Newspaper Page Text
By George Ade.
(Copyright, 1906 by George Ade
44T T'Sa small world."
I This is one of the over
worked phiases of the globe
trotter. It is used most frequently by
those who follow the beaten paths. In
other words we find it difficult to get
away from our acquaintances. Not
that we wish to get away from them
on the contrary, when we are stumbling
along some unfamiliar thorofare six
thousand miles from home and bump
Into a man with whom we have a nod
ding acquaintance in Chicago we fall
upon his neck and call him brother.
It must be very annoying to criminals
and celebrities who aTe trying to hide
their identities, but to the ordinary
traveler it is always a glad surprise
to find a friend coming right out of the
ground a corner of the world sup
posed to be given over to strangers.
There are certain spots on the earth
which may be classed as definite'-head
quarters for wanderers. It is said that
in the summer season any person of any
nationality who seats himself in front
of the Cafe de la Paix in Paris may
confidently gamble on hailing an ac
quaintance in less than fifteen minutes.
Trafalgar square, in London, is called
by the Britishers the actual kernel of
civilization. The lo/g corridor of the
Waldorf is the temporary abode of
folks from almost everywhere. The
big "front porch'' here at Shepheard's
hotel, in Cairo, will surely have two or
three friends waiting for you when you
arrive. The Grand hotel in Yokohama
has been for many years a sort of clear
ing house for travelerscircumnaviga
tors moving aside to let the other
crowd pass. Then there is the Palace
in San Francisco, and the Auditorium
in Chicagodefinite rallying places
for mortals who move about.
It is when we meet our long-lost
friend in the remote byway that we are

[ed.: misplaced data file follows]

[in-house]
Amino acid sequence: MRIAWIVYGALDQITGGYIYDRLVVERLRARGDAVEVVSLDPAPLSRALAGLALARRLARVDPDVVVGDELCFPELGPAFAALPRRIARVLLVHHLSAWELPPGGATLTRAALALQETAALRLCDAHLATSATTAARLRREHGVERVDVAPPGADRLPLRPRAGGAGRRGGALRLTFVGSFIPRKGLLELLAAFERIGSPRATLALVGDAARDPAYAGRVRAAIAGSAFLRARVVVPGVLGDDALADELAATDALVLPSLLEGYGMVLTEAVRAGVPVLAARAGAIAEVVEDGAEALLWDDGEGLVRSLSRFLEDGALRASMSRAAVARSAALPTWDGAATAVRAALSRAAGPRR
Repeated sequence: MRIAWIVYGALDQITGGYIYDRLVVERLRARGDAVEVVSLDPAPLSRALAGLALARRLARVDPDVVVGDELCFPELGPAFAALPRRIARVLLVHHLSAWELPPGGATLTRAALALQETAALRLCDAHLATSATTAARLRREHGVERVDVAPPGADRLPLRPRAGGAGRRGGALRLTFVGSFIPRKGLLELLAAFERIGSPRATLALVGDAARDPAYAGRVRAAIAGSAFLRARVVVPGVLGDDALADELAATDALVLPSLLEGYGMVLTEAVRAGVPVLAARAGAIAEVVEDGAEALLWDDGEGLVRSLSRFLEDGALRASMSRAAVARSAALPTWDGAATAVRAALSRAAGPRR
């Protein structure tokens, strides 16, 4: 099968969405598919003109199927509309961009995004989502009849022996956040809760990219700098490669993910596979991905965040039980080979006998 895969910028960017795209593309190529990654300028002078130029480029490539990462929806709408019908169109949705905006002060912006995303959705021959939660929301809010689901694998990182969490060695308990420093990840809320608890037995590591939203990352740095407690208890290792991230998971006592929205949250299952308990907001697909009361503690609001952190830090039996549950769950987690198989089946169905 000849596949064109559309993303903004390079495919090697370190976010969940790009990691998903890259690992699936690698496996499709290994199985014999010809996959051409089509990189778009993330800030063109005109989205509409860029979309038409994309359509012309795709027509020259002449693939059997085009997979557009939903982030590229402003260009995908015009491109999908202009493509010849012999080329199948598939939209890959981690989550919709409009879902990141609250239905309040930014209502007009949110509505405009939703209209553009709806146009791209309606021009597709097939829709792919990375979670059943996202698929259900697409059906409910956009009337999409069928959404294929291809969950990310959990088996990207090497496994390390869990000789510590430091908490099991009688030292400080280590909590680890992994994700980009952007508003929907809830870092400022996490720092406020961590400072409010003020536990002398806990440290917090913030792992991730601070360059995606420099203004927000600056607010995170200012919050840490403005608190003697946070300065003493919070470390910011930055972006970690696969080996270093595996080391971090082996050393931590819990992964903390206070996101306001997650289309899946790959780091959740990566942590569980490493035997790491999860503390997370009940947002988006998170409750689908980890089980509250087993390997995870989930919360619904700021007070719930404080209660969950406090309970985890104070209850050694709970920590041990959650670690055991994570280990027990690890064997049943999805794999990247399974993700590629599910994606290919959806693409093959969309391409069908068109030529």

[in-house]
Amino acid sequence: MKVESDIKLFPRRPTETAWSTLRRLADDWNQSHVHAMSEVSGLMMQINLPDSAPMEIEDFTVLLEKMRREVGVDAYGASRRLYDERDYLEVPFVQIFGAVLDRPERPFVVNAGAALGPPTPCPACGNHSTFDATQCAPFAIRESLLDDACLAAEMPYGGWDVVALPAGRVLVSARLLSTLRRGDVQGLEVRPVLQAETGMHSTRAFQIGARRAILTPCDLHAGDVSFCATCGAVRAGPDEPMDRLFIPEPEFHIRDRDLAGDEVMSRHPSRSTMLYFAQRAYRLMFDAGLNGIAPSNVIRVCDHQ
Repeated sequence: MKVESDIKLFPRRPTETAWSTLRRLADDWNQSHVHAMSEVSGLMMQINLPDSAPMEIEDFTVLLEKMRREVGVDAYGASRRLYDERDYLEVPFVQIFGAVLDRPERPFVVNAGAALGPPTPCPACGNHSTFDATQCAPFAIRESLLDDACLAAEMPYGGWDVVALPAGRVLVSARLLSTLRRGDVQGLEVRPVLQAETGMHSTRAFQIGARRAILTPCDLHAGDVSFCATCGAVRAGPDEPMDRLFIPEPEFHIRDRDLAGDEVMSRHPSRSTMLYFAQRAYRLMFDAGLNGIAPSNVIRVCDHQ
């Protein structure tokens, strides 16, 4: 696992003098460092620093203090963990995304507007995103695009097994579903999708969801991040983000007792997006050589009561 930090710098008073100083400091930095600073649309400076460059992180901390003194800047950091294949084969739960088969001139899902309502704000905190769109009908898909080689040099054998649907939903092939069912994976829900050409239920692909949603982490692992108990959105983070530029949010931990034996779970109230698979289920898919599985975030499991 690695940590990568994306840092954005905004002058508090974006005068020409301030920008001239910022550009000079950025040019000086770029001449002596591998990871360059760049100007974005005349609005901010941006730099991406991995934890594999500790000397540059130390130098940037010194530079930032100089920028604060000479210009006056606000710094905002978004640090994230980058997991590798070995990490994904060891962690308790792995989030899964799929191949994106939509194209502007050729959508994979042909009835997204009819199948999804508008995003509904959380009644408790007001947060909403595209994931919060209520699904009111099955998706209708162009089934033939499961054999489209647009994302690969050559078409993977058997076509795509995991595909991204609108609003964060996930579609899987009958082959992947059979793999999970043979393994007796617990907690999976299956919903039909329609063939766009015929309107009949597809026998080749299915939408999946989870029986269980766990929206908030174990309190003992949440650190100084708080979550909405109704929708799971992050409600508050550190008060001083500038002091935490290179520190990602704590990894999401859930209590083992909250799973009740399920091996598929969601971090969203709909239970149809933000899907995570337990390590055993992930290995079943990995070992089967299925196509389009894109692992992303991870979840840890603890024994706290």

induced to throw up our hands and ex
claim, "The world is small."
For instance, before the German
steamer left Naples for Alexandria a
launch load of new passengers came
aboard. As we were heading out of the
bay and almost under the shadow of
Capri I glanced at the man in the ad
joining steamer chair and recognized
the banter from Tientsin. He was
just as much surprised as I was.
About a year ago we parted at San
Francisco after a long and pleasant
voyage from Shanghaihe to continue
a leisurely trip around the world, I to
carry my priceless treasures of oriental
art and shattered letter of credit back
to Indiana. When we parted there
was the usual sterotyped remark about
meeting again, but neither of us be
lieved that there was one-"chance in a
million of our paths crossing, it being a
far cry from Tientsin to Terre Haute.
I don't know what a far cry'' is, hut
I have come across it in some of our
most opaque dissertations, and accord
inglv I welcome the opportunity to
The man from Tientsin had loitered
in Europe and was now heading straight
for China. I had made up my mind in
a hurry to go to Egvpt to help 10,000
other students investigate the tombs,
and here we are, side by side, in the
A few minutes after colliding with
him I had the pleasure of meeting a
young woman who said that she was the
sister of Henry Billkamp of Chicago.
She asked me if I remembered the cir
cumstances under which I met Henry,
and I told her that I couldn 't very well
A few years ago in Chicago I re
sided in a large establishment which
had as an auxiliary feature a
fine Turkish bath. Many of our
best people would come to the bath
very afternoon, first steaming them
selves in the vapor room, then scrubbing
themselves, then a shower and after
that a plungeby which most of
the coal dust would be removed. Henry
Billkamp came to the bath one after
noon and brought with him aTsmtcase
containing his evening clothes and acces
sories. Henry was to be married the
next day, and that evening he and the
bride elect were to be the guests at a
large dinner party on the south side.
Henry looked at his watch
THREE OT\Ef\. COUILE. UHDER. SUSPICION
that he could loll around th% bath for
an hour before "jumping into his even
ing clothes. So he put his suitcase
over in one corner of a dressing room
and in a few minutes had joined the in-
CUES $100,000 TO
BE RID OF HIS. WIFE
Divorce Applicant Finds More
Happiness as Drug Clerk
Los Angeles, April 14."I have had
more peace and contentment since I
came to California than I ever had be
fore in all the twenty-eight married
years of my life."
That is the statement made to Judge
Trask in the superior court by Edward
A. Hall, who testified that, after wait
ing until the youngest of his three chil
dren was over age, he gave his wife
$100,000 "worth of property, and, taking
$900 cash for himself, severed his
family ties and came to California at
the age of 60.
Formerly president of the Palmetto
Pharmacy company of Charleston, S. C,
SOME SIDE OBSERVATIONS ON "GADDING.'
formal circle which was commonly
known as the Perspiration -club.''
4* 4 *f
It may be said in passing that Henry